July 17, 2004

In what might well be an historic first, a sitting governor has used the phrase, "girly men" to attack his political opponents.  I guess that's what happens when you elect a man to that position who's more juiced than Barry Bonds.  At some point, Ahnolt Ziffel's shtick starts to wear thin; behind his Teutonic accent and mannerisms, he's little more than a Chamber-of-Commerce sockpuppet.  It's no wonder that State Senate leader John Burton called his bluff on this one.  With George Bush running at the top of the ticket this November, the Governor has very little influence to pressure recalcitrant members of the Democratic Caucus.
 
The source of the Governor's irritation is the unwillingness of the Democrats in the State Legislature to repeal a bill passed late in Gray Davis' tenure, which gave workers the right to sue their employers for workplace violations.  This is perhaps the biggest issue being pressed by the business lobby at the moment, and as one might expect, exaggerated claims about its impact abound on the Right (before it passed last year, the public was warned that it would allow workers to sue if the font size of an office posting was the wrong size, a myth that I took great pains to discredit).  It has held up passage of the budget two weeks past the legal deadline, and has provided yet another reminder to voters that the biggest problem in Sacramento isn't the term-limited, interchangeable hacks who hold office, but the system that makes responsible budgeting impossible.   Schwarzenegger has yet to show he's even remotely interested in doing anything other than playing the symbolic role of "Governor", so any chance of real reform will have to be put off til 2006, when presumably he goes back to groping extras on the Terminator 4 set.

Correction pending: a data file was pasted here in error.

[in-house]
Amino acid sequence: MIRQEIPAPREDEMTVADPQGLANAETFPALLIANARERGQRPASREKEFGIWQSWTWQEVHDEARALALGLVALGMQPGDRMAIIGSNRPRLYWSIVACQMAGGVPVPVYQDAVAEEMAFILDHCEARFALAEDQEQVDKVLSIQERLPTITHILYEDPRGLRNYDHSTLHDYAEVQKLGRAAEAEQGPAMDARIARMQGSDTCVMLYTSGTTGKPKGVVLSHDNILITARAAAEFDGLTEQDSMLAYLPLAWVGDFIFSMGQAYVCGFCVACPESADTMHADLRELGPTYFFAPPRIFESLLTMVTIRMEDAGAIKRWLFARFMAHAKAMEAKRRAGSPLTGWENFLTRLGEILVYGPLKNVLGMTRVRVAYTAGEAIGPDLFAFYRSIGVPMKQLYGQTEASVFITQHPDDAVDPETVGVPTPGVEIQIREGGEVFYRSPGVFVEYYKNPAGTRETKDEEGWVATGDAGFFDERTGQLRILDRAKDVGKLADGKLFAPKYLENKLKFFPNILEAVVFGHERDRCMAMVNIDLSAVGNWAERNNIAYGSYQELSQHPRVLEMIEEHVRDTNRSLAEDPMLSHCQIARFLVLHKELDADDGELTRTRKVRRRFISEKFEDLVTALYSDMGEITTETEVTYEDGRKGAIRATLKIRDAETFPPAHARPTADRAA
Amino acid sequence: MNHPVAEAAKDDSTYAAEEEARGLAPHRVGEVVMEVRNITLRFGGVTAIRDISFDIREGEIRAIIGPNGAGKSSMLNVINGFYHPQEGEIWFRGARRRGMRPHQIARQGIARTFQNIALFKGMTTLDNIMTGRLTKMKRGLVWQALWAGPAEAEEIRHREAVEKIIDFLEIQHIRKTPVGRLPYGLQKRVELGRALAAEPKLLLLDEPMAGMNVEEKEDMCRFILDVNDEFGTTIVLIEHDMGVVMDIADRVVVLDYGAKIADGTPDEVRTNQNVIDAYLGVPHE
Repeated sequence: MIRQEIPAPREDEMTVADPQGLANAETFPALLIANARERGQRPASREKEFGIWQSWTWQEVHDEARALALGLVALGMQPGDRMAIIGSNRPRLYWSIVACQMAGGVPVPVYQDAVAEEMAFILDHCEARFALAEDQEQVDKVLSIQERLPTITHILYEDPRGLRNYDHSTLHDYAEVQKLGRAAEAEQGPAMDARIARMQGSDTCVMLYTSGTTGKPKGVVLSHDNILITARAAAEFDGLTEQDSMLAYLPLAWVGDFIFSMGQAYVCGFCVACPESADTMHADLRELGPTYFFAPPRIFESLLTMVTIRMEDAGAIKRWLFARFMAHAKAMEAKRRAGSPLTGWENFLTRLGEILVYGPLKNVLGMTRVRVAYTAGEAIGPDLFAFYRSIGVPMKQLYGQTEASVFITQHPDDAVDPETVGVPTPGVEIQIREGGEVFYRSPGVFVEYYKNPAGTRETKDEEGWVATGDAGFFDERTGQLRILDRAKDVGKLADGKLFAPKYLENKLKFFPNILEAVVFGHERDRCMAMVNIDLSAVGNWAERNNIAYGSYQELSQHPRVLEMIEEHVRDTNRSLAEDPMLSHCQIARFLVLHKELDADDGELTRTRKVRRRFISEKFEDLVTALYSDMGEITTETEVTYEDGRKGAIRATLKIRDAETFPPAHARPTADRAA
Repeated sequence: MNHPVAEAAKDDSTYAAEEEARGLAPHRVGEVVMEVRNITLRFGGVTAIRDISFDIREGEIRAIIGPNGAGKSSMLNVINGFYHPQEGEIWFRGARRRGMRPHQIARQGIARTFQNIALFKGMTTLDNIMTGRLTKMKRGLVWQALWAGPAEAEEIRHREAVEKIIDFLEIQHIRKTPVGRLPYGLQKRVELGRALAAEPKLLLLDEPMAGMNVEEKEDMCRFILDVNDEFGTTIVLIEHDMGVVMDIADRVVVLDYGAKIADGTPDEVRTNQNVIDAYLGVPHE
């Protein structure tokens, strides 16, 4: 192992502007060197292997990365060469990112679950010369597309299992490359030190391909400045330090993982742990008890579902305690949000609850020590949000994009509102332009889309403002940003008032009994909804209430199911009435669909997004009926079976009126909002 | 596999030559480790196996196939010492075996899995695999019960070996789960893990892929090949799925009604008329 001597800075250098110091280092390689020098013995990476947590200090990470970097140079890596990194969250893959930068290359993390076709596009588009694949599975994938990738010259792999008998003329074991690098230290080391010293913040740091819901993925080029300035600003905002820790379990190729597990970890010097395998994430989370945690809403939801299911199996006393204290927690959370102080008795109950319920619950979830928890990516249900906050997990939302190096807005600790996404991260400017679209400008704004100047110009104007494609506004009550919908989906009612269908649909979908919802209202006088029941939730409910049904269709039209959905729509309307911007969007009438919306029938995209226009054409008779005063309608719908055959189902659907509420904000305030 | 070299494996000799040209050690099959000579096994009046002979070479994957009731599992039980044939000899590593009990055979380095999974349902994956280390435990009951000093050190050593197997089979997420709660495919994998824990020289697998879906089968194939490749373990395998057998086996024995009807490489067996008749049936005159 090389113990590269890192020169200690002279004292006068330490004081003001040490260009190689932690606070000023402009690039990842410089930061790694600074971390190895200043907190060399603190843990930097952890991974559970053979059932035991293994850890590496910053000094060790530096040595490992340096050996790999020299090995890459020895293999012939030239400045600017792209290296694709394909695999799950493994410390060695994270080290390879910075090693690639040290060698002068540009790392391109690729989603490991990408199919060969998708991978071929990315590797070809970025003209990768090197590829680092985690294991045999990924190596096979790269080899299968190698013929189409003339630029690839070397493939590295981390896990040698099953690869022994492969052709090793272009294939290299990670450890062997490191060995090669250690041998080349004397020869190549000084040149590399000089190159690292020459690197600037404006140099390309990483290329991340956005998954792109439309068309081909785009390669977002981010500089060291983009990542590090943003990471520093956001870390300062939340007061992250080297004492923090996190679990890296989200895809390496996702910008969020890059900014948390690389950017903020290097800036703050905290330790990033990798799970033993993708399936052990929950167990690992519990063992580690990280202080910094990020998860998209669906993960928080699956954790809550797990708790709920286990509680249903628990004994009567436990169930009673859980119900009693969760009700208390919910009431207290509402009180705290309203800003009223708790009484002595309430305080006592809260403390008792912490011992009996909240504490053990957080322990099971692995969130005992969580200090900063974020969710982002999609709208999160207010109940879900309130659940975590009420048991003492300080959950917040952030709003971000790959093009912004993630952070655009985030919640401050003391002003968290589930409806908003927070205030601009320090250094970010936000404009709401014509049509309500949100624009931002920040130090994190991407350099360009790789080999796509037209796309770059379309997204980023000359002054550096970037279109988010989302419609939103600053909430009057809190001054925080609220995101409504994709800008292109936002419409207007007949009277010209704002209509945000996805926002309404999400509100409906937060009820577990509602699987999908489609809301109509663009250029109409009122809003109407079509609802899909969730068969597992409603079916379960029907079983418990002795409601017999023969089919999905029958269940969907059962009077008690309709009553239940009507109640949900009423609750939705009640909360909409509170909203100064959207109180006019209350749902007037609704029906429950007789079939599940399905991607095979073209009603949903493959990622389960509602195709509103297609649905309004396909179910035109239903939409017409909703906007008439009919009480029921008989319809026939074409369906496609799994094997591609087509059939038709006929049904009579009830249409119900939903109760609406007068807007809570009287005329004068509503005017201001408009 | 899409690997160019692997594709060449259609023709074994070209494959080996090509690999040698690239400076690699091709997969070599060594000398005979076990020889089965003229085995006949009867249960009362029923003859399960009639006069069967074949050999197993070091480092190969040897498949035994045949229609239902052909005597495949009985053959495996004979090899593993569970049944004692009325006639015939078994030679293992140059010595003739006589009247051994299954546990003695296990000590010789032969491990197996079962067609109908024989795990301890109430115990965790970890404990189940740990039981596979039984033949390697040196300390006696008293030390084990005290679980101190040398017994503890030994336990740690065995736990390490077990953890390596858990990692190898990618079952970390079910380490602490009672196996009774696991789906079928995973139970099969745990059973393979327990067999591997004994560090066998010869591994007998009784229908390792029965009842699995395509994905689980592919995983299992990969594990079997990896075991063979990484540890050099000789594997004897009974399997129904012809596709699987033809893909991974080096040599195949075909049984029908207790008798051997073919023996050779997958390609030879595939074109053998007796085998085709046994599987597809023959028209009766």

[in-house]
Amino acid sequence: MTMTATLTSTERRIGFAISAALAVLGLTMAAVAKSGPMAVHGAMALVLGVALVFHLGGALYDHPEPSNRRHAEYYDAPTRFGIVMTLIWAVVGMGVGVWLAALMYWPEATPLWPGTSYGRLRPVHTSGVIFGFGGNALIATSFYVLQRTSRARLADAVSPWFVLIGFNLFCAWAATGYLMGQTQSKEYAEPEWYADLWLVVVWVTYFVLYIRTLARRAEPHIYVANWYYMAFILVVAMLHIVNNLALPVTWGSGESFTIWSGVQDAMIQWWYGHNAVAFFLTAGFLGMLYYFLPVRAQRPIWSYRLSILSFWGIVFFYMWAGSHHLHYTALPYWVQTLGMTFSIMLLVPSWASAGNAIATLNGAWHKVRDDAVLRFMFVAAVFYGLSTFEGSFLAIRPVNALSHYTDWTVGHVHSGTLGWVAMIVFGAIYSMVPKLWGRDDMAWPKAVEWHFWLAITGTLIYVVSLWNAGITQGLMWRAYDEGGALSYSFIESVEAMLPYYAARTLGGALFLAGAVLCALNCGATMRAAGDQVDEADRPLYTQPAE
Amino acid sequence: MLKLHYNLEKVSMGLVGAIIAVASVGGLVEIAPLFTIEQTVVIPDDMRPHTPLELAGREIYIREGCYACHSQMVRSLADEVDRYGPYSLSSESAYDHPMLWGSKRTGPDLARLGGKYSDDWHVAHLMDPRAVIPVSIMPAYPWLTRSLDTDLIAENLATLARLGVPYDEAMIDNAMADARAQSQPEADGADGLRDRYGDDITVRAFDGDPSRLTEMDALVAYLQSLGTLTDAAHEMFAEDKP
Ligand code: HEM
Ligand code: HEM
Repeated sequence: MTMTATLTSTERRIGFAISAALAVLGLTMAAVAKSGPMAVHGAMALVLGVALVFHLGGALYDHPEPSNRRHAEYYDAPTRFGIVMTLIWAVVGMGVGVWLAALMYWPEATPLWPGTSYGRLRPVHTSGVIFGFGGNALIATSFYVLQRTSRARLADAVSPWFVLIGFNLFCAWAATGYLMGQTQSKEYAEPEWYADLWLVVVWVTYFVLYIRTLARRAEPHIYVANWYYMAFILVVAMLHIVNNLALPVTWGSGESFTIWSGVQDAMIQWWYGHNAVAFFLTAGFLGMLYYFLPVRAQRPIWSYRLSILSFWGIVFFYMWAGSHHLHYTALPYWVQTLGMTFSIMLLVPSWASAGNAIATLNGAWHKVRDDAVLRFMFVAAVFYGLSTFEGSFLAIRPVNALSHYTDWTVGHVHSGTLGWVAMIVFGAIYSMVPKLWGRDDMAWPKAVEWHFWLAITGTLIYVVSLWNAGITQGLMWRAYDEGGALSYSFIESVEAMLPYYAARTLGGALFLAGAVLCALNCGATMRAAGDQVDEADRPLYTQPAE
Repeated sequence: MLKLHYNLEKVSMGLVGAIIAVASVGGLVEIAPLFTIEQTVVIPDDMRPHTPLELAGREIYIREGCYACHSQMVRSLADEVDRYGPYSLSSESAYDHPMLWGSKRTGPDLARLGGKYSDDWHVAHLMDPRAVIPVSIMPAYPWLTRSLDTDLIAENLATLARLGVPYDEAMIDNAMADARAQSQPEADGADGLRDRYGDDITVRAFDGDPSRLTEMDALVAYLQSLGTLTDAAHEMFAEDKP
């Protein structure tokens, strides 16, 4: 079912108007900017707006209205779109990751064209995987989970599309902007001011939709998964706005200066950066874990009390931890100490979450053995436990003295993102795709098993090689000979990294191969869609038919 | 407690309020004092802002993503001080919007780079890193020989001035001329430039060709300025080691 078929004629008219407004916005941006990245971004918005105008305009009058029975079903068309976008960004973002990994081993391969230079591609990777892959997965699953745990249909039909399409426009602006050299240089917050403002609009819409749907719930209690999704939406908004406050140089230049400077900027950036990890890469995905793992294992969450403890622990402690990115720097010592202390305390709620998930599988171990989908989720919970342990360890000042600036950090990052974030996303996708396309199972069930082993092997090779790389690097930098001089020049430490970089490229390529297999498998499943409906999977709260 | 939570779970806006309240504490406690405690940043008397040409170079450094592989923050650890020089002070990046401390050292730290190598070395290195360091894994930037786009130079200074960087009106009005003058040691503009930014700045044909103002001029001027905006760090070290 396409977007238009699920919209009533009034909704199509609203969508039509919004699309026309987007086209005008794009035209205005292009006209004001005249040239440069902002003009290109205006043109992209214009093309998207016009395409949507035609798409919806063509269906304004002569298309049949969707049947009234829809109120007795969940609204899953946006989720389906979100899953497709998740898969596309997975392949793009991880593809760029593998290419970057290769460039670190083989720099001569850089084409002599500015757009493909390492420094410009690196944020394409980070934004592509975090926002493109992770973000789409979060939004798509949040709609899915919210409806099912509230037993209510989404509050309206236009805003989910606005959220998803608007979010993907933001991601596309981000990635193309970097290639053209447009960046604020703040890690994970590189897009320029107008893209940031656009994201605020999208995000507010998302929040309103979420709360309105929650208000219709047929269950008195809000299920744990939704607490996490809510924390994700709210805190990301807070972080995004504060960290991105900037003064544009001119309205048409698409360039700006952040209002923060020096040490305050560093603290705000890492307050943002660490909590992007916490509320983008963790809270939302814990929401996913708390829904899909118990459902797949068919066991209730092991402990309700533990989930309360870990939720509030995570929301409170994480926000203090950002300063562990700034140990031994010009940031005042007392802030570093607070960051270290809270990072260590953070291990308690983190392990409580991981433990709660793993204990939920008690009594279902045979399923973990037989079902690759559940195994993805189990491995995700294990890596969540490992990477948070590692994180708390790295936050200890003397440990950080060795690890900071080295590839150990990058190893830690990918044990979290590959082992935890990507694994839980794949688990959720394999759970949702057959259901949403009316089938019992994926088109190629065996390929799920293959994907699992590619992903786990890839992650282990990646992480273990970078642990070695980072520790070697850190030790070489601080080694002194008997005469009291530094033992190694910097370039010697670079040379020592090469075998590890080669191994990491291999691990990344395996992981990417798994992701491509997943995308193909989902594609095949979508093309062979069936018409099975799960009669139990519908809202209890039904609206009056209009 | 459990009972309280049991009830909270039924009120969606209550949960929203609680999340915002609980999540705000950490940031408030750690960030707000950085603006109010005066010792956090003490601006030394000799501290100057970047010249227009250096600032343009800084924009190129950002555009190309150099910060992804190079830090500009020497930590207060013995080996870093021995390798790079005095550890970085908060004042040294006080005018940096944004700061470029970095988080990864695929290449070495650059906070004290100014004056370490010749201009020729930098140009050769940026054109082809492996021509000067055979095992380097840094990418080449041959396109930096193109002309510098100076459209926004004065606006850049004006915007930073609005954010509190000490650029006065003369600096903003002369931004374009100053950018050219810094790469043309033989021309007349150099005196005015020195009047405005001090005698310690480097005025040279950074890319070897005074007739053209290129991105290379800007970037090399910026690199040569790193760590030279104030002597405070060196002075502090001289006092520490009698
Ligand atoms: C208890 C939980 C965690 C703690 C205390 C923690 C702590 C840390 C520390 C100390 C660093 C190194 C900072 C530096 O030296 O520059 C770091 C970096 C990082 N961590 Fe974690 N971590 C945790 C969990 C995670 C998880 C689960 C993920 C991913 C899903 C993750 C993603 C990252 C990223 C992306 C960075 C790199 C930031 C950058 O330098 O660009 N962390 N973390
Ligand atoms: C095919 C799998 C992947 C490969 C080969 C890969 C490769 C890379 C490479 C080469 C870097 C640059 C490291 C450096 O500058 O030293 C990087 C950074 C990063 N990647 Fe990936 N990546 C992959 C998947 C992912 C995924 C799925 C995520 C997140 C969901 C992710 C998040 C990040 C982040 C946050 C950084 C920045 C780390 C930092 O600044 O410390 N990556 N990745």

July 15, 2004

Joseph Wilson Is Evil !! The silliest, most overblown attack on any blog this year (so far).


July 13, 2004

The Law of Unintended Consequences: Kausfiles questions the reasoning of those who have evidenced paranoia about the "K Street Project", the effort by the Republican leadership in Congress to coerce lobbyists and law firms to hire exclusively from their partisan ranks. No doubt, to be a Democratic staffer on the Hill, hoping for a plum job representing the haves after the obligatory tenure of public service, the last ten years must have been a very traumatic time. Hopefully, it will be a radicalizing experience.